7. Recognise the value of your people

Regular and clear communication with employees is key to their engagement. Now more than ever it is important to ensure that you engage on a regular basis with your employees and motivate and develop high-performers. You also need to watch for pressure points, for example, your finance team may need extra help to get through their increased monitoring and reporting requirements. The downturn can also represent an opportunity to secure strategic new talent that may become available in a volatile market.

8. Take all stakeholders with you in times of uncertainty

Managing stakeholders well in difficult times is crucial to executing a winning strategy. You need to invest time in relationships with all stakeholders in your business: banks, employees, shareholders, suppliers and customers. Take control of the agenda and maintain open and regular dialogue with all of these parties to ensure that they understand the impact of the downturn on your business and the actions that you are taking to respond.  

9. Careful tax planning is essential

Don’t lose sight of the importance of careful tax planning while dealing with new management challenges. While still ensuring that your organisation is fully tax compliant, it should be possible to improve your cash flow position by reducing or deferring tax payments; opportunities include making maximum use of losses in calculating Preliminary Tax Payments, availing of VAT Relief on bad debts and ensuring that all available deductions are being claimed. Likewise, the tax implications of any workforce reduction which proves necessary – both the business and the individuals concerned – should also be closely examined.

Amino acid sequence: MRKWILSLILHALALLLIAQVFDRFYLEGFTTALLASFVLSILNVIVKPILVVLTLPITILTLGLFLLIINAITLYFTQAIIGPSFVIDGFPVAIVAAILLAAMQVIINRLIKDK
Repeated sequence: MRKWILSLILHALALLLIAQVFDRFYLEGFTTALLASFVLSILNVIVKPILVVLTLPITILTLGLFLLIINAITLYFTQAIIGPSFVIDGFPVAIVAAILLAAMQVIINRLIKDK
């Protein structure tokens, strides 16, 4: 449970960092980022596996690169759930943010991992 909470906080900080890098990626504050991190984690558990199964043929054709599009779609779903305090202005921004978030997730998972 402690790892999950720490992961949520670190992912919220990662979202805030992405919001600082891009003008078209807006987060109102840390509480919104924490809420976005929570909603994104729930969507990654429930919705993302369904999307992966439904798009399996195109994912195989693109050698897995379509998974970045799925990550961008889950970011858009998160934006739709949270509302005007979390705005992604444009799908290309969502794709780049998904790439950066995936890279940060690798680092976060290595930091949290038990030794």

10. Take advantage of strategic opportunities including M&As

As vendor price expectations fall and forced sales become a factor, M&A (merger and acquisition) opportunities will present themselves. They will be more favourably priced than in the past but there are particular skillsets required in acquiring distressed businesses. Experience shows that if deals are effectively managed in a downturn there is the potential to generate above average returns once trading conditions return to normal. Have you explored opportunities to acquire strategic targets and prepared an accurate assessment of their risk and reward profile? Do you have finance available for M&A purposes? Businesses need to answer these questions now so that they are ready to exploit the opportunities that may arise at short notice.